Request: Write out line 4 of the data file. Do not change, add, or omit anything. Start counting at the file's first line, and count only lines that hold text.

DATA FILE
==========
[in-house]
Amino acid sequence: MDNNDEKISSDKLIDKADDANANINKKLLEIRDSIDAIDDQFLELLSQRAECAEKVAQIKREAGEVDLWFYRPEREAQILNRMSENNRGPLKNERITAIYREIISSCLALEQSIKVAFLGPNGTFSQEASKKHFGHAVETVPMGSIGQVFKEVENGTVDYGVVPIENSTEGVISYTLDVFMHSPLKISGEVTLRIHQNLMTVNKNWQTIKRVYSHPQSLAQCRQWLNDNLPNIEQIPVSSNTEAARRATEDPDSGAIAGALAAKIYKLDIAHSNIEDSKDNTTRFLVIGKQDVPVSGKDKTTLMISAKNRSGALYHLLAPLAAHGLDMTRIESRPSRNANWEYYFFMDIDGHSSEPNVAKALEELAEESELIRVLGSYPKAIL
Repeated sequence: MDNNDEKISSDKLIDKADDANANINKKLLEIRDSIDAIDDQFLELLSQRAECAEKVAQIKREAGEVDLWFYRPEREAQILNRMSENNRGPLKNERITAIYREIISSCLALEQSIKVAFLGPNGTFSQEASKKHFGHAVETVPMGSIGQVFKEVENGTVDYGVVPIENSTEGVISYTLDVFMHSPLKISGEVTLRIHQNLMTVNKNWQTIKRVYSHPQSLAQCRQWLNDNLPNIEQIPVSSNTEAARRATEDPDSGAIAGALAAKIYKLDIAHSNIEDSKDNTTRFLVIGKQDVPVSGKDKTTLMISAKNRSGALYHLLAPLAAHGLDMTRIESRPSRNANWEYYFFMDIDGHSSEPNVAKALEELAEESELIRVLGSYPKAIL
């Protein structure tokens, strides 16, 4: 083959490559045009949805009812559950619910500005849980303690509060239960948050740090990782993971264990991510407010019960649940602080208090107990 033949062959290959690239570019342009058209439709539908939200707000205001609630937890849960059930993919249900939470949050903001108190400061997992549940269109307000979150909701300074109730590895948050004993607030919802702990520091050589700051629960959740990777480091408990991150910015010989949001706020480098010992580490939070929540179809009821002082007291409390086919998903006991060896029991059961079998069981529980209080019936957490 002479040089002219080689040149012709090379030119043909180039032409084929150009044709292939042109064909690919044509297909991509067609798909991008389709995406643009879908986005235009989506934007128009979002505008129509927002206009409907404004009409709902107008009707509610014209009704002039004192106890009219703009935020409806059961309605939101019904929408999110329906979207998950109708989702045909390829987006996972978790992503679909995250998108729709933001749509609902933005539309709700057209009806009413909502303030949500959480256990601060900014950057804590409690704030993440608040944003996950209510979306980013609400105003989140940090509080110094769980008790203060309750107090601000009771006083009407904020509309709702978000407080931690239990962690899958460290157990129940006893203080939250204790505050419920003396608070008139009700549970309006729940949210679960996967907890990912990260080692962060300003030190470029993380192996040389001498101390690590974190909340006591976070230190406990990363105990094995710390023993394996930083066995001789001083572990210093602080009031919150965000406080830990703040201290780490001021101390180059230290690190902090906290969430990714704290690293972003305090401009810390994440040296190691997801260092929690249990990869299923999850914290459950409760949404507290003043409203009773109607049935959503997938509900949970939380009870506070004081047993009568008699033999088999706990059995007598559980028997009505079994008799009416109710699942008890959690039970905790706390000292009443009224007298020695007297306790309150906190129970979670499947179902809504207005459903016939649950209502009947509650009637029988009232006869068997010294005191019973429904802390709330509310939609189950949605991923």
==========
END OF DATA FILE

């Protein structure tokens, strides 16, 4: 083959490559045009949805009812559950619910500005849980303690509060239960948050740090990782993971264990991510407010019960649940602080208090107990 033949062959290959690239570019342009058209439709539908939200707000205001609630937890849960059930993919249900939470949050903001108190400061997992549940269109307000979150909701300074109730590895948050004993607030919802702990520091050589700051629960959740990777480091408990991150910015010989949001706020480098010992580490939070929540179809009821002082007291409390086919998903006991060896029991059961079998069981529980209080019936957490 002479040089002219080689040149012709090379030119043909180039032409084929150009044709292939042109064909690919044509297909991509067609798909991008389709995406643009879908986005235009989506934007128009979002505008129509927002206009409907404004009409709902107008009707509610014209009704002039004192106890009219703009935020409806059961309605939101019904929408999110329906979207998950109708989702045909390829987006996972978790992503679909995250998108729709933001749509609902933005539309709700057209009806009413909502303030949500959480256990601060900014950057804590409690704030993440608040944003996950209510979306980013609400105003989140940090509080110094769980008790203060309750107090601000009771006083009407904020509309709702978000407080931690239990962690899958460290157990129940006893203080939250204790505050419920003396608070008139009700549970309006729940949210679960996967907890990912990260080692962060300003030190470029993380192996040389001498101390690590974190909340006591976070230190406990990363105990094995710390023993394996930083066995001789001083572990210093602080009031919150965000406080830990703040201290780490001021101390180059230290690190902090906290969430990714704290690293972003305090401009810390994440040296190691997801260092929690249990990869299923999850914290459950409760949404507290003043409203009773109607049935959503997938509900949970939380009870506070004081047993009568008699033999088999706990059995007598559980028997009505079994008799009416109710699942008890959690039970905790706390000292009443009224007298020695007297306790309150906190129970979670499947179902809504207005459903016939649950209502009947509650009637029988009232006869068997010294005191019973429904802390709330509310939609189950949605991923």